As with so many things in life, the travel and hospitality industries were forever changed by the internet and portable technology. Technology has irrevocably altered the way people plan and experience travel. Today,the connected traveler can access hotels, airlines, travel blogs, guide books, and maps all from a single device. They can live chat with customer service agents rather than pick up the phone and call. They can book their entire vacation from one app or website. They can tell a hotel — and other travelers — what they really think of their stay using a third-party website, such as TripAdvisor.
With the connected travelers freedom and accessibility comes the expectation that the technological aspects of the trip should be seamless, convenient, and user-friendly. Consider these statistics:
- Forty (40) percent of consumers will leave a hotel website if it isn’t mobile-friendly. [Source: Hospitality Technology]
- Sixty-two (62) percent of hotel guests want to use their mobile devices to order amenities and services. [Source: Statista]
- Forty-six (46) percent of Millennial travelers say the ability to check in and check out of a hotel using their mobile device would motivate them to return. [Source: Grant Thornton International]
- More than 30 percent of travelers want the ability to instant message a hotel. [Source: Hotels.com]
Hospitality Then and Now
Planning travel wasn’t always as easy as it is today. Before computers, the internet, and mobile technology became mainstream, travelers had to rely on the telephone to communicate with airlines and hotels. (Or, in the case of booking airfare, go directly to a travel agent or one of the airline’s ticket offices.)
Today, travelers have access to:
- Hotel and airline aggregators, such as Expedia, Travelocity, Skyscanner, and Kayak;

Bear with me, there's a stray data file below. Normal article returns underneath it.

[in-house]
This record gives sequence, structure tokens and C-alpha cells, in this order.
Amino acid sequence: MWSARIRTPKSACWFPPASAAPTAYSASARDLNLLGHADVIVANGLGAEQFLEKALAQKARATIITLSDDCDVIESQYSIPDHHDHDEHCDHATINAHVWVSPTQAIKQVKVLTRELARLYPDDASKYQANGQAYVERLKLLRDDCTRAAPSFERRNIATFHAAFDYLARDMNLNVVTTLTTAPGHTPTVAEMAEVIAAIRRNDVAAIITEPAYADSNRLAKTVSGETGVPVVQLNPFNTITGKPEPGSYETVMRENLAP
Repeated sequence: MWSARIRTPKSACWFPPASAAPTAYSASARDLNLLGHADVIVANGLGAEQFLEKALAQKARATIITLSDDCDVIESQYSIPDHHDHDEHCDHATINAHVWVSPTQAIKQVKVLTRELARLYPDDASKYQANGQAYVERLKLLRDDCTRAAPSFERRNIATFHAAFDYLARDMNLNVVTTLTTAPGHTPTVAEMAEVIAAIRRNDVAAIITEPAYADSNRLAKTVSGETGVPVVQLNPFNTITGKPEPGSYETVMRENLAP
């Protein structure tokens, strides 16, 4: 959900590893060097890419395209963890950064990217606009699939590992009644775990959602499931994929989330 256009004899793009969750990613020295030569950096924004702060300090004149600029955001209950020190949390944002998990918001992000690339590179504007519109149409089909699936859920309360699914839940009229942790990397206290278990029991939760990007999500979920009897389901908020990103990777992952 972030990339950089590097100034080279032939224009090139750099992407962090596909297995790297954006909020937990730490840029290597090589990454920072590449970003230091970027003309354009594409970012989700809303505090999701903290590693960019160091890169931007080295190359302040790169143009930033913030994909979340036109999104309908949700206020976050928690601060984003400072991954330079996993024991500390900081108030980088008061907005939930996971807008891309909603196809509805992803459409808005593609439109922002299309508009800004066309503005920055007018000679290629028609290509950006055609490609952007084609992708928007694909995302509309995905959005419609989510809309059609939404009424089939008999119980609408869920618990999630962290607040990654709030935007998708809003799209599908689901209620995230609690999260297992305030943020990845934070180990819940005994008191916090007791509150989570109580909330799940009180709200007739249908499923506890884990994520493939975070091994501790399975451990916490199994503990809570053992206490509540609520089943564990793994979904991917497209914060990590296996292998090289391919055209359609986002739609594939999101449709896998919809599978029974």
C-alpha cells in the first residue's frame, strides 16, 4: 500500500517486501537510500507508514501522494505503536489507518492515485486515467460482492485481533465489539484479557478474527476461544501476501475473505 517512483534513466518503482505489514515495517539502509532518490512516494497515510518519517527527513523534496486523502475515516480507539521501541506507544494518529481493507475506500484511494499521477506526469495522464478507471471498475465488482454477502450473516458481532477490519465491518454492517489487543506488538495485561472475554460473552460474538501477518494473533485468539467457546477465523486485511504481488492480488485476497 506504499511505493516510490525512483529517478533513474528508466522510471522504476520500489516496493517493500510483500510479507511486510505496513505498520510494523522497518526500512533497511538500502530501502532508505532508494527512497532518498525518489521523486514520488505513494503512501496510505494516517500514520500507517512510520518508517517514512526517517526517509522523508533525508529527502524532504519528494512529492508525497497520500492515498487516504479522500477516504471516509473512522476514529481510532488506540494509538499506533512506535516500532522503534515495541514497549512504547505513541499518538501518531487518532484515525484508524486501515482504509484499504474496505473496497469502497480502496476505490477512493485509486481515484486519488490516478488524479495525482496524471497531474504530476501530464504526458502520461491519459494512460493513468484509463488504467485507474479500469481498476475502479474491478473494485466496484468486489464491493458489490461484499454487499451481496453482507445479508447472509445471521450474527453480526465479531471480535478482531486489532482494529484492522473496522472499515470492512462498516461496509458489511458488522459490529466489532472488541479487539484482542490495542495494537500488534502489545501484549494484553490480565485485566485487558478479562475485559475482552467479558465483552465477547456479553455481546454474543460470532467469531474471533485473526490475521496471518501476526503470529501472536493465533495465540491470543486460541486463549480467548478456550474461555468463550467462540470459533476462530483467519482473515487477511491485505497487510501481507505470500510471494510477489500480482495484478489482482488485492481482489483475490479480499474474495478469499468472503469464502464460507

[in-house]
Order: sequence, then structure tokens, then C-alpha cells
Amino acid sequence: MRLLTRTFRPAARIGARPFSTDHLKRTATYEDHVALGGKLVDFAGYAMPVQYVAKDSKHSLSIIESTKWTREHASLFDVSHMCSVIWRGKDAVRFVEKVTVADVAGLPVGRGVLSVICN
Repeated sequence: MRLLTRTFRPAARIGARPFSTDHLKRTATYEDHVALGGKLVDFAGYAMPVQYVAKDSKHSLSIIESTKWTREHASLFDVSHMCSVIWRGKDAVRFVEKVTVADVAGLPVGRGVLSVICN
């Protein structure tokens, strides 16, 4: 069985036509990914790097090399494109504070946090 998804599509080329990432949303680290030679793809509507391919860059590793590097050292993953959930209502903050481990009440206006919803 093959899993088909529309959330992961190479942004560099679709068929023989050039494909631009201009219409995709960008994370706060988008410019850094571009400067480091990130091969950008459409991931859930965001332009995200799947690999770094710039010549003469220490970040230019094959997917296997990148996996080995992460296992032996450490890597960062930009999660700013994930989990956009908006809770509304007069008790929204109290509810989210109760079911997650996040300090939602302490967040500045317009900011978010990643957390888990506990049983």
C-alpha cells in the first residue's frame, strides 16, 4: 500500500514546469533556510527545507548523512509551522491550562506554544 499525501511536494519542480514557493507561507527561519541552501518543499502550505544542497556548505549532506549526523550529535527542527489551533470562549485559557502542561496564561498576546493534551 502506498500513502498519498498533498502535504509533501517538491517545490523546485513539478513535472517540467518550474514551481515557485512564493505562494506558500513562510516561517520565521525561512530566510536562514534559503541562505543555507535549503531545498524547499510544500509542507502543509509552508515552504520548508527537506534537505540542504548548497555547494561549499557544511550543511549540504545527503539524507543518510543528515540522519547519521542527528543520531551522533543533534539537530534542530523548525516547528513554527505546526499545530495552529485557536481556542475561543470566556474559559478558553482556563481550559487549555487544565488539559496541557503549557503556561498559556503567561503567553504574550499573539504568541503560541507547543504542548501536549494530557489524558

- Transportation and mapping apps, such as Google Maps, Citymapper, and Uber;
- Language apps, such as Google Translate and Duolingo; and
- Digital city guides, such as the Time Out and Lonely Planet apps.
There is very little need to call anyone for anything relating to the travel experience now. Thanks to technology, the connected traveler has just about everything they’ll need while they’re on the road — and all of it can be accessed at their fingertips. The mobile phone has become such a fixture of the travel experience that people would rather bring their device on a trip than their toothbrush, deodorant, and driver’s licenses. Today’s guest wants to be able to check in and out, access their room, and communicate with hotel staff using their mobile device.
Connected Travelers and Technology Use
The connected traveler love to share their experiences when they’re on the road, but capturing photos and video of one’s trip isn’t the number one use of the mobile phone during travel. Neither is searching for maps or landmark information. That honor goes to email and messaging. The connected traveler more often use their mobile devices to text while on the road than they do to book travel, look up directions, and find tourist information.
Even more curious is the fact that 35 percent of travelers use their mobile devices whilst abroad more often than they do at home — and more than half of travelers say they’d feel lost if they didn’t have their devices with them on vacation.
Mobile technology is indispensable to today’s traveler. Many brands are starting to catch up with this trend, offering the connected traveler a convenient way to interact with staff via live chat or texting. Some are even experimenting with AI and chatbots. Text allows the connected traveler to communicate on their own terms, at times that are convenient for them. After all, who wants to listen to hold music for 45 minutes while they wait for service?
And if the connected traveler can get the service they want from retailers through live chat, why should it not also be so at hotels? There is a reason texting and live chat are so successful in customer service environments. Here are a few more stats to consider:
- Text messaging is the most widely-used mobile app, with 97 percent of smartphone users texting at least once over the course of a month. [Source: Pew Research Center]
- At least 31 percent of smartphone users say they would rather receive a text than a call. [Source: Pew Research Center]
- Text messages have an open rate of 98 percent, versus only 20 percent for emails. [Source: Mobile Marketing Watch]